Eastern Goddesses, Patriarchal Cultures, and a Vision from the West
While the West has tended to infuse its traditions with a dualistic split, the Eastern traditions of India have tended to concern themselves with a monological “One” in the realm of spirit while an overlay of patriarchal duality has settled into the societal sphere. This has wrought a complexity of contradictions in Indian society. For example, the Ganges River, sacred sphere of the Goddess Ganga who manifests through and as its waters, is the most polluted and yet simultaneously the holiest river on Earth for devout Hindus. Similarly, while the Divine Feminine is recognized and worshipped through myriad images of Goddesses (Ganga, Kali and Chamunda among them), women still occupy a marginal position in traditional Indian society.
As David Kinsley has noted: “In the Hindu tradition a woman is taught to understand herself primarily in relation to others…It is society that puts demands on her primarily through the agents of relatives and in-laws, and not she who places demands on society that she be allowed to develop a unique, independent destiny. A central demand placed on women, particularly vis-à-vis males, is that they subordinate their welfare to the welfare of others.”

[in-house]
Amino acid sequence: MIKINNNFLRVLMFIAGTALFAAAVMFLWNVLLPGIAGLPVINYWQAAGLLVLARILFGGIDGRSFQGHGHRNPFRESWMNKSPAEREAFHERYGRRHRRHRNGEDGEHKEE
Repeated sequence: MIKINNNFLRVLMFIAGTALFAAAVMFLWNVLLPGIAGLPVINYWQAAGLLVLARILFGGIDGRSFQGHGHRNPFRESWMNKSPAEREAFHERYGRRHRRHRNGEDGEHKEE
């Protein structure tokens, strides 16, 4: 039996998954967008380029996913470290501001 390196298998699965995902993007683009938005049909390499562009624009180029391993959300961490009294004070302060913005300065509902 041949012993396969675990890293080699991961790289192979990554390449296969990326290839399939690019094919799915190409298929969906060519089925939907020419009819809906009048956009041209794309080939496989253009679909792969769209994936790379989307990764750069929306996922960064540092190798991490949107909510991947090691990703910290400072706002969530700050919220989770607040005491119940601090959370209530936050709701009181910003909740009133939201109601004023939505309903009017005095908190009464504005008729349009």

While attempts have been made to reconcile patriarchal duality at the level of society with a philosophical and religious spiritual unity, the fact of the matter is that such discontinuity invalidates and undermines both. Little progress has been made in this regard within the Indian context. But it is from within this struggle that ways of thinking that seek to heal the split of culture from embodied/immanent spirituality have more recently emerged. Many writers, but most prominently the Indian physicist and ecofeminist, Vandana Shiva, have made a case for recognizing the Divine Feminine/Goddess in order to ameliorate tension and diffuse the boundaries of derision caused by the patriarchal paradigm.